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Lake Nakuru AFR-07

Riparian Nation(s) Kenya
Lat. 0°22' N Lng. 36°06' E Alt. 1759 m
Surface Area 40 km2 Mean Depth 2.3 m Volume 0.09 km3
Shoreline 27 km Catchment Area 1760 km2 Residence Time  
Frozen Period None   Mixing Type Polymictic   Morphogenesis/Dam  
Related Info/Site East African Rift System (Eastern Rift), Lake Nakuru National Park, Ramsar Site #476 (1990), World Heritage: Kenya Lake System in the Great Rift Valley (Lake Bogoria, Lake Elementaita and Lake Nakuru, 2011) 

Description

Lake Nakuru is a small, shallow, alkaline-saline lake located in a closed basin without outlets in the Eastern Rift Valley of equatorial East Africa. It is the centre of a most familiar national park of Kenya known for its spectacular bird fauna (495 species), particularly the vast flock of lesser flamingo (Phoeniconaias minor).

Being in the Rift Valley where tectonic and volcanic activities as well as climatic changes have been very remarkable, the lake underwent drastic changes during the recent geological ages. About 10,000 years ago, Nakuru and its two neighbor lakes, Elmenteita and Naivasha (60 km south of Nakuru), formed a single deep freshwater lake, which dried owing to the later desiccation of climate leaving the three separate lakes as remnants. The present maximum depth is about three meters, but the lake water level is still quite variable; the whole lake had been almost dried up several times during the past 50 years due to unknown reasons.

The lake is a soda-lake with a water pH value of 10.5 and an alkalinity of 122 meq l-1. Main ions are sodium and bicarbonate-carbonate. The biota in the lake is very simple as in other saline lakes, consisting of phytoplankters dominated by blue-green algae and very poor planktonic and benthic fauna originally lacking fish. However, the lake is highly eutrophic owing to the vigorous growth of a planktonic blue-green alga, Spirulina platensis, which supports an immense number of alga-grazing lesser flamingo and an increasing population of the introduced fish, Sarotherodon alcalicum grahami, though, in the last several years since 1974, the planktonic productivity and the flamingo population decreased abruptly. The lake's catchment area amounts to some 1,800 km2 and is extensively utilized for agriculture and livestock raising. The city of Nakuru on the northernmost shore of the lake is a rapidly growing local centre of industry and agriculture. Effluents from the city's two sewage treatment plants are discharged into the lake. The potential danger of pollution is suspected, but it is not yet clear whether the pollution is responsible for the recent changes of the lake ecosystem (1-8).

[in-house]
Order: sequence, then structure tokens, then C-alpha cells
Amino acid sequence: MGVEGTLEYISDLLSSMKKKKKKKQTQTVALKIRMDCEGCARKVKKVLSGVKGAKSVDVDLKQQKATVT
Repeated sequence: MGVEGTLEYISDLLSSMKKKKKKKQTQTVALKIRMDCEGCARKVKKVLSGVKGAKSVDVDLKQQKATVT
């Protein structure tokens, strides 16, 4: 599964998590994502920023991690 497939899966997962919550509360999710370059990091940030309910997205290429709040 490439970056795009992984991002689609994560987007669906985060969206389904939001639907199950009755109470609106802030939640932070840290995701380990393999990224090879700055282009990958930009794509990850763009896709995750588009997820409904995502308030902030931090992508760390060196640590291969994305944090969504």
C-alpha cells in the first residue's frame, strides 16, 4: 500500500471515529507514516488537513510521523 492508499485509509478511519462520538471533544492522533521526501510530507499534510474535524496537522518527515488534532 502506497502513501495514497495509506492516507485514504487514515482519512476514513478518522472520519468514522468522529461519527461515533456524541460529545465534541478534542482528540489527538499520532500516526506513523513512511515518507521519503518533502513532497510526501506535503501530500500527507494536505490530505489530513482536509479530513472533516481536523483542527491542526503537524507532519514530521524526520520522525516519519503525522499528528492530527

Photo of Lake Nakuru
Photo: H.Waki (2017)